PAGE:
When I first joined The Packer about 10 years ago, the industry had yet to fully accept the idea of sitting alongside Big Ag interests in farm bill discussions.

The main focus was to investigate ways to boost consumption without adopting the program crops model of direct subsidies to growers, a core belief that remains even as industry movers and shakers successfully lobby for hundreds of millions of federal dollars.

That money is tackling barriers to increased consumption at many levels:

  • in schools, with the expanded snack pilot program;
  • with the low-income population through food stamps; in households with young children through Women, Infants and Children vouchers; and
  • in communities with small-scale growers through initiatives such as the U.S. Department of Agriculture’s Know Your Farmer, Know Your Food program.

Even so, the farm bill actively discourages fruit and vegetable production at a critical time when obesity rates are climbing, according to a recent report from the Farmers’ Legal Action Group.

The 212-page report, researched by the group’s lawyers and vetted by other lawyers, farm advocates and food policy analysts, outlines the need for specific changes to the next farm bill, primarily to give small-scale growers incentives — or abolish disincentives.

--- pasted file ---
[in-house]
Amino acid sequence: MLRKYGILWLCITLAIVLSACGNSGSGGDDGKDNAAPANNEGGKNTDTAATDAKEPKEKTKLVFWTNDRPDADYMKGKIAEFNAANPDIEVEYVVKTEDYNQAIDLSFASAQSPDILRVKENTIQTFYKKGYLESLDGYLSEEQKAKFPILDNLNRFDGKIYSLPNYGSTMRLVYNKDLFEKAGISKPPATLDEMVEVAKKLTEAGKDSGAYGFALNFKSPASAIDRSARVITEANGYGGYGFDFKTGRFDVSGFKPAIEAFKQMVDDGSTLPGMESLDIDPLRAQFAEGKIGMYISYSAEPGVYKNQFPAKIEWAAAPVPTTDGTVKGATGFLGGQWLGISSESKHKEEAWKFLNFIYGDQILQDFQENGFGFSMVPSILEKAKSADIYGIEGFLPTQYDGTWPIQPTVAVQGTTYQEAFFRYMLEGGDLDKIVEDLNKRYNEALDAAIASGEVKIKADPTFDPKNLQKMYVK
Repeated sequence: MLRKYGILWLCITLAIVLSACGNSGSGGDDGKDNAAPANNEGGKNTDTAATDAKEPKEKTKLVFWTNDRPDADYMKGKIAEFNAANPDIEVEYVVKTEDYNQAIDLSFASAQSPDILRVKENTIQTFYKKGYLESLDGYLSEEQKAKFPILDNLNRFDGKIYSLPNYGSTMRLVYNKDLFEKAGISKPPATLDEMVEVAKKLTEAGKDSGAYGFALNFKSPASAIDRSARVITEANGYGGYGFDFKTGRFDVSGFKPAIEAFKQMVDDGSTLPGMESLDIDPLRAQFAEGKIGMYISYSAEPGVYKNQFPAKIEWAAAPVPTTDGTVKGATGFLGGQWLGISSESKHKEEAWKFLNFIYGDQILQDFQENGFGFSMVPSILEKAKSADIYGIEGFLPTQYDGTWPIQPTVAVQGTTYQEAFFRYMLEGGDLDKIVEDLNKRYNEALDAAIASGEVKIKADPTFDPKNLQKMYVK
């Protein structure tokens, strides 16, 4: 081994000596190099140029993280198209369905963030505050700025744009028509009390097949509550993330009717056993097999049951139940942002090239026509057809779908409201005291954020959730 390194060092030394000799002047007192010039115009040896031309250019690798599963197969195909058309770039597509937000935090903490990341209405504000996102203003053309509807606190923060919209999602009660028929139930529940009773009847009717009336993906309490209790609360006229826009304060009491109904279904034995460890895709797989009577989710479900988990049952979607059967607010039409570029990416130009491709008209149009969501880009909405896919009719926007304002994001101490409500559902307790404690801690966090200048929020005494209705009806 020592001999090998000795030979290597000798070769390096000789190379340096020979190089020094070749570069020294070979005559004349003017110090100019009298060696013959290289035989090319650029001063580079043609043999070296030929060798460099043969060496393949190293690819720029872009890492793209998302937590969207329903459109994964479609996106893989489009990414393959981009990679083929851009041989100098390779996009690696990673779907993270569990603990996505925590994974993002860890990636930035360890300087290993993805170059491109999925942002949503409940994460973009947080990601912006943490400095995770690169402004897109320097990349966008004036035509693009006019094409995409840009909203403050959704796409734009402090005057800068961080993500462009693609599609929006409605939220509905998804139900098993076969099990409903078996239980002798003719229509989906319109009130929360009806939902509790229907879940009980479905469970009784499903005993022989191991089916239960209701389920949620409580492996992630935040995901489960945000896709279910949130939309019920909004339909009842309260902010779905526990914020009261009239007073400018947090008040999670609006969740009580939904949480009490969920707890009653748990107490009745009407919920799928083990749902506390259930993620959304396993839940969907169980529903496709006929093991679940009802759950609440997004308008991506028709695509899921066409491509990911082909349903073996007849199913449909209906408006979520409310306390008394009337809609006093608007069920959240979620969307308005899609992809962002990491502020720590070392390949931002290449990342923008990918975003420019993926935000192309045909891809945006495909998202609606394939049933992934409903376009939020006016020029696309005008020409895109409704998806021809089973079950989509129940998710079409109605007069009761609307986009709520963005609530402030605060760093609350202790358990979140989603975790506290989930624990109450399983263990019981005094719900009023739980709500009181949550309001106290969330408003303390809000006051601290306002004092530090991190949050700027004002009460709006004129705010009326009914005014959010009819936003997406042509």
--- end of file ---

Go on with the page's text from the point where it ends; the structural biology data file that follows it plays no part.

Among the requests:

  • Make it easier to sell to schools, through specialized insurance programs, funds to hire fruit and vegetable “procurers,” and an emphasis on local produce.
  • Elevate the role of farmers markets through a slew of initiatives.
  • Evaluate the role of marketing/promotion orders in encouraging — or discouraging — sustainable practices.
  • Offer comprehensive loan and insurance programs.

There are dozens of other proposals, but a key issue is one that the produce industry dealt with in the most recent farm bill: flex acres. Since 1996, the farm bill prohibits “program” crop acreage (corn, wheat, etc.) from being included in subsidy programs if the grower plants specialty crops. A small pilot program in the current farm bill allows some flex acres in the Midwest.

At no point does the report cite the Produce Marketing Association or the United Fresh Produce Association or other groups whose members grow the majority of fruits and vegetables in the U.S.

In referring to the industry’s debate over the effects of flex acres, the authors cite a 2008 New York Times opinion piece from Minnesota grower Jack Hedin on the government “deliberately and forcefully” stopping the growth of local foods. (This was before President Obama and Know Your Farmer, Know Your Food.)

In many cases, PMA, United Fresh and grower-shippers spent countless hours working with legislators to see that fresh fruits and vegetables are included in the programs the report focuses on, from WIC to healthy foods in schools.

If the Farmers’ Legal Action Group truly wants to enhance federal specialty crop programs, a starting point would be to open communication with industry groups, and learn from their successes — and failures — in dealing with the Big Ag-minded bureaucracy that’s shaped the farm bill up until recently.

E-mail ckoger@thepacker.com

What's your take on the Farmers' Legal Action Group's report? Leave a comment and tell us your opinion.

Does the farm bill obstruct the little guy?

Chris Koger
Food for Thought